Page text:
Krause et al. 2010. The complete mitochondrial DNA genome of an unknown hominin from southern Siberia. Nature, 464(7290), 894-897. (link, data) Keller et al. 2012. New insights into the Tyrolean Iceman's origin and phenotype as inferred by whole-genome sequencing. Nature Communications, 3(1), ?. (link, data) Raghavan et al. 2014. Upper Palaeolithic Siberian genome reveals dual ancestry of Native Americans. Nature, 505(7481), 87-91. (link, data) Olalde et al. 2014. Derived immune and ancestral pigmentation alleles in a 7,000-year-old Mesolithic European. Nature, 507(7491), 225-228. (link, data) Skoglund et al. 2014. Genomic Diversity and Admixture Differs for Stone-Age Scandinavian Foragers and Farmers. Science, 344(6185), 747-750. (link, data) Lazaridis et al. 2014. Ancient human genomes suggest three ancestral populations for present-day Europeans. Nature, 513(7518), 409-413. (link, data) Gamba et al. 2014. Genome flux and stasis in a five millennium transect of European prehistory. Nature Communications, 5(1), ?. (link, data) Fu et al. 2014. Genome sequence of a 45,000-year-old modern human from western Siberia. Nature, 514(7523), 445-449. (link, data) Haak et al. 2015. Massive migration from the steppe was a source for Indo-European languages in Europe. Nature, 522(7555), 207-211. (link, data) Allentoft et al. 2015. Population genomics of Bronze Age Eurasia. Nature, 522(7555), 167-172. (link, data) Olalde et al. 2015. A Common Genetic Origin for Early Farmers from Mediterranean Cardial and Central European LBK Cultures. Molecular Biology and Evolution, ?(?), msv181. (link, data) Günther et al. 2015. Ancient genomes link early farmers from Atapuerca in Spain to modern-day Basques. Proceedings of the National Academy of Sciences, 112(38), 11917-11922. (link, data) Llorente et al. 2015. Ancient Ethiopian genome reveals extensive Eurasian admixture in Eastern Africa. Science, 350(6262), 820-822. (link, data) Jones et al. 2015. Upper Palaeolithic genomes reveal deep roots of modern Eurasians. Nature Communications, 6(1), ?. (link, data) Mathieson et al. 2015. Genome-wide patterns of selection in 230 ancient Eurasians. Nature, 528(7583), 499-503. (link, data) Cassidy et al. 2016. Neolithic and Bronze Age migration to Ireland and establishment of the insular Atlantic genome. Proceedings of the National Academy of Sciences, 113(2), 368-373. (link, data) Omrak et al. 2016. Genomic Evidence Establishes Anatolia as the Source of the European Neolithic Gene Pool. Current Biology, 26(2), 270-275. (link, data) Fu et al. 2016. The genetic history of Ice Age Europe. Nature, 534(7606), 200-205. (link, data) Hofmanova et al. 2016. Early farmers from across Europe directly descended from Neolithic Aegeans. Proceedings of the National Academy of Sciences, 113(25), 6886-6891. (link, data) Broushaki et al. 2016. Early Neolithic genomes from the eastern Fertile Crescent. Science, 353(6298), 499-503. (link, data) Lazaridis et al. 2016. Genomic insights into the origin of farming in the ancient Near East. Nature, 536(7617), 419-424. (link, data) Kilinc et al. 2016. The Demographic Development of the First Farmers in Anatolia. Current Biology, 26(19), 2659-2666. (link, data) Juras et al. 2017a. Investigating kinship of Neolithic post-LBK human remains from Krusza Zamkowa, Poland using ancient DNA. Forensic Science International: Genetics, 26(?), 30-39. (link, data) Jones et al. 2017. The Neolithic Transition in the Baltic Was Not Driven by Admixture with Early European Farmers. Current Biology, 27(4), 576-582. (link, data) Juras et al. 2017b. Diverse origin of mitochondrial lineages in Iron Age Black Sea Scythians. Scientific Reports, 7(1), ?. (link, data) Chyleński et al. 2017. Late Danubian mitochondrial genomes shed light into the Neolithisation of Central Europe in the 5th millennium BC. BMC Evolutionary Biology, 17(1), ?. (link, data) Lazaridis et al. 2017. Genetic origins of the Minoans and Mycenaeans. Nature, ?(?), ?. (link, data) Lipson et al. 2017. Parallel palaeogenomic transects reveal complex genetic history of early European farmers. Nature, 551(7680), 368-372. (link, data) Stolarek et al. 2018. A mosaic genetic structure of the human population living in the South Baltic region during the Iron Age. Scientific Reports, 8(1), ?. (link, data) Mathieson et al. 2018. The genomic history of southeastern Europe. Nature, 555(7695), 197-203. (link, data) Olalde et al. 2018. The Beaker phenomenon and the genomic transformation of northwest Europe. Nature, 555(7695), 190-196. (link, data)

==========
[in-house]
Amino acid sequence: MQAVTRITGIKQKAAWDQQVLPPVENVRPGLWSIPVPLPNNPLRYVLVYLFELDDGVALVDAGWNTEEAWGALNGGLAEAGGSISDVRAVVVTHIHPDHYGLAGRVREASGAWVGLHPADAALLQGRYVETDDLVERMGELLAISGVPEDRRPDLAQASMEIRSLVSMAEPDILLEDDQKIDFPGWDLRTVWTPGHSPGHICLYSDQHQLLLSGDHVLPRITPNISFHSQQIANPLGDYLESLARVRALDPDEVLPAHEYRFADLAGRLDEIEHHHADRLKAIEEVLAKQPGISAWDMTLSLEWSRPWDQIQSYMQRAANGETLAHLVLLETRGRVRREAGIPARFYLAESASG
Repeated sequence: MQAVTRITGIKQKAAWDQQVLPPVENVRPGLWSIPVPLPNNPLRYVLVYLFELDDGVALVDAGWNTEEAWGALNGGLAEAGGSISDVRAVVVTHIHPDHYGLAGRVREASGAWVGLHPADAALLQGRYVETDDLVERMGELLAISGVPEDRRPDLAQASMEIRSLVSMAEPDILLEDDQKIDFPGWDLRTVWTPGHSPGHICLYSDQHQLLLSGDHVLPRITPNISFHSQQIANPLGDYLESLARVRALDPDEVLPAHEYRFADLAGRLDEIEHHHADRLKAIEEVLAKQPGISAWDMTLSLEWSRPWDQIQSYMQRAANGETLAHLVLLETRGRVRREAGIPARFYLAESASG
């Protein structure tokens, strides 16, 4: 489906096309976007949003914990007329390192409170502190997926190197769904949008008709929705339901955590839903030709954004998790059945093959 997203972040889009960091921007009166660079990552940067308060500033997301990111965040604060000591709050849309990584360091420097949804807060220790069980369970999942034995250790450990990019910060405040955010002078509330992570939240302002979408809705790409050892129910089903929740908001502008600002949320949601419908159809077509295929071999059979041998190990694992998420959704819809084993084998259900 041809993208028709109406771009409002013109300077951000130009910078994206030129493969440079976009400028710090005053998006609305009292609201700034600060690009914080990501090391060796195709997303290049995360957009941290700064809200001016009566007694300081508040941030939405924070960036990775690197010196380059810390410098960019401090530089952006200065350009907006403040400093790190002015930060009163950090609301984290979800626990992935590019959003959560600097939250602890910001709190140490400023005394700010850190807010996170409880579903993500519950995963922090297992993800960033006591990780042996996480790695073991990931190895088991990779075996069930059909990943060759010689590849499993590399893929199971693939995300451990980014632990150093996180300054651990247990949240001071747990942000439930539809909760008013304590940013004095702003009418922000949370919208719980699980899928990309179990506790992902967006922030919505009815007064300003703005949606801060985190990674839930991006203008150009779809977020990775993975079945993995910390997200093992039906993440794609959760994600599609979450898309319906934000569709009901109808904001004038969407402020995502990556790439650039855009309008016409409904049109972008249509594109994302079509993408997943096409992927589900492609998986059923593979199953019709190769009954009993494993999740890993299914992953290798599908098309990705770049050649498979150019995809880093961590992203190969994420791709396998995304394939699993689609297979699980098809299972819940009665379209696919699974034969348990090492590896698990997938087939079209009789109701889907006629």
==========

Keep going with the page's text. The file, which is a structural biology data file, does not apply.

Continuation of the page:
Links

Tools

Phylotree - A comprehensive phylogenetic tree of worldwide human mitochondrial DNA variation
Mitomap - A human mitochondrial genome database, a compendium of polymorphisms and mutations in human mitochondrial DNA, includes MITOMASTER module for mtDNA sequence analysis
Haplofind - Fast and easy mitochondrial DNA haplogroup assignment
Haplogrep - Tool for haplogroup assignment and mutation report
Haplosearch - Fast transformation between haplotype format and nucleotide sequence data

Databases

Online Ancient Genome Repository - Ancient DNA repository for the Australian Centre for Ancient DNA, University of Adelaide
Ancestral Journeys - Ancient DNA database (currently offline)
GenBank - Complete ancient mitochondrial genomes in NCBI GenBank database

AmtDB log